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May 19, 1995 - Image 62

Resource type:
The Detroit Jewish News, 1995-05-19

Disclaimer: Computer generated plain text may have errors. Read more about this.



Hold On! Read
This First ...

o you like that copper glow,
do you?
Perfectly understand-
Most people's legs look better
in bronze than ghostly, ghastly
white. But, let's be bright. Na-
tionwide, more than 800,000 cas-
es of skin cancer are detected
each year. Nearly 10,000 Amer-
icans annually die of the disease.
Doctors say skin cancer fre-
quently begins innocently, in-
sidiously during sun-drenched
summer afternoons. Protection
is essential. Your best bet? Stay
out of the sun as much as possi-
ble. Wear broad-brimmed hats
and sun block. Sunglasses
and protective mois-
turizers for the face are
important, even on
cloudy days away
from the beach.
Dermatologists say
exposure to ultra-
violet rays can
harm a person just
walking down the street.
May is skin-cancer screening
month, sponsored by the Ameri-
can Academy of Dermatology in
conjunction with the American
Cancer Society. The following tid-
bits address facts you really, real-
ly don't want to know because
they might take some of the sun-
related fun out of those three-or-
so, oh-so-short, why-can't-they-last
months we call warm in Michigan.
But then again, if it's a choice
between copper and possible can-
cer ... Well, read on. We'll let you


unny Bo V


11 Enlightening tips for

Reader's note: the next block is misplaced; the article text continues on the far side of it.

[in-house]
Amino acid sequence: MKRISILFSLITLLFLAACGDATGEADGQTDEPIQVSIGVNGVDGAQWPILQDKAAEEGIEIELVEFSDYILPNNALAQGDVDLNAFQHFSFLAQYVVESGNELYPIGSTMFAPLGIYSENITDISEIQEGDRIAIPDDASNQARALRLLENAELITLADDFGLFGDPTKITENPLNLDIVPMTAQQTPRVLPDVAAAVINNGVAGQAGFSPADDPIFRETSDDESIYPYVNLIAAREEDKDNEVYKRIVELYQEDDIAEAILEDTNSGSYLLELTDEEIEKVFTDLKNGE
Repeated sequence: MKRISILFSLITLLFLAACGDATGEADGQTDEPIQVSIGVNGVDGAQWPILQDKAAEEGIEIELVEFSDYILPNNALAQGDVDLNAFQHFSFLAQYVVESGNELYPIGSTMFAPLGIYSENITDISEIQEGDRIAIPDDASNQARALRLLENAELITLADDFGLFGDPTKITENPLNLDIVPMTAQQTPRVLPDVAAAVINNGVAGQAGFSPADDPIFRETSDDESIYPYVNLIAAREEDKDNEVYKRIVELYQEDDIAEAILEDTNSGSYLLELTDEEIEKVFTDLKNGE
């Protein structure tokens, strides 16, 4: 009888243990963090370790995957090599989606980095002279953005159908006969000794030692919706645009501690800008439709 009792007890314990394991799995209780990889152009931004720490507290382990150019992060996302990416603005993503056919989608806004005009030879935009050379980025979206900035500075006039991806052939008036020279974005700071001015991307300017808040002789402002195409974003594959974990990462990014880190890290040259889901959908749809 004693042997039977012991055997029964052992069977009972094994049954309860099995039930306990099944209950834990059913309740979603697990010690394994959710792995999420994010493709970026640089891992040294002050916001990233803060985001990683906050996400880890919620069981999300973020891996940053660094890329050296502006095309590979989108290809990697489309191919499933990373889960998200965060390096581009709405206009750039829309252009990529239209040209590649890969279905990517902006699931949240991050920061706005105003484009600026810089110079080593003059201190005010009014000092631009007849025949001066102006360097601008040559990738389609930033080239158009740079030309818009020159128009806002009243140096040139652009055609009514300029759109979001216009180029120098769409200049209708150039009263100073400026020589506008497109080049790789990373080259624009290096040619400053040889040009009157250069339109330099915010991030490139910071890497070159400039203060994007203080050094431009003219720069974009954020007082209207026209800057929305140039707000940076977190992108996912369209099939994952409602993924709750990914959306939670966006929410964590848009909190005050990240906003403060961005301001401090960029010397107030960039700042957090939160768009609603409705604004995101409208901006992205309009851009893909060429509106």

safe, sizzling fun in
the summertime.



Scales And
Gooey Ooze


he sun has all sorts of ef-
fects on the skin. In addi-
tion to tans, it causes sun
poisoning, wrinkles and
skin cancer.

Not to put a damper on your
summer plans, but instances of
melanoma (skin cancer) are in-
creasing and, as yet, there is no
Sun Poisoning — Sun poi-
soning is most often described as
an allergic reaction to solar rays.
It usually involves a severe burn
or itchy rash on the skin. The
condition can be aggravated by
medications. It's best to stay out
of the sun if you're taking an-
tibiotics, some types of birth con-
trol pills, diuretics and other
Wrinkles — Sun catalyzes
the aging process by thinning the
epidermis (upper layer of skin)
and penetrating into the lower
layer of skin, the dermis. Ultra-
violet radiation injures the der-
mis by tangling
collagen and elastic
tissue, which keep
skin firm and
youthful looking.
Skin Cancer
— What is skin
cancer? There are
three types. Basal
cell, squamous cell
and melanoma.
The first type, basal-cell car-
cinoma, is most common and
least dangerous. It is a tumor of
the skin highly correlated with
sun exposure. Although basal-
cell skin cancers rarely spread,
they can cause considerable dam-
age if left untreated.
Basal-cell skin cancers begin
as fleshy bumps or nodules on
the head, neck and hands. Ac-
cording to the American Acade-
my of Dermatology, the disorder
generally affects Caucasians who
have light hair, blue eyes and fair
complexions, as well as people
who don't tan easily.
"Untreated, the cancer will be-
gin to bleed, crust over, then re-
peat the cycle," the AAD reports.
Former President Ronald Rea-
gan suffered from a basal-cell
carcinoma on his nose. The can-
cer is often referred to as a rodent
ulcer because it tends to burrow
down into the skin.
"People have lost large por-
tions of their nose and ears due
to basal-cell skin cancer," says

Check It Out!

The American Academy of Der-
matology and American Can-
cer Society publish literature
on skin cancer and ways to ex-
amine one's body for the dis-
The organizations recom-
mend checking for the "ABCD's
Of Melanoma" on a regular ba-
sis. First, look for "A"symmet-
rical moles. Check for 'Wonder
irregularities. lithe "C"olor of

a mole is inconsistent, it might
be cancerous. La st, consider the
"D"iameter of the mole. If it's
greater than six millimeters
(larger than the size of a pen-
cil eraser), consult a doctor.
AAD and ACS also give tips
on how to find moles on your
skin. Stand in front of a mirror
and raise your arms. Bend your
elbows and look at your fore-
arms, the back of your upper

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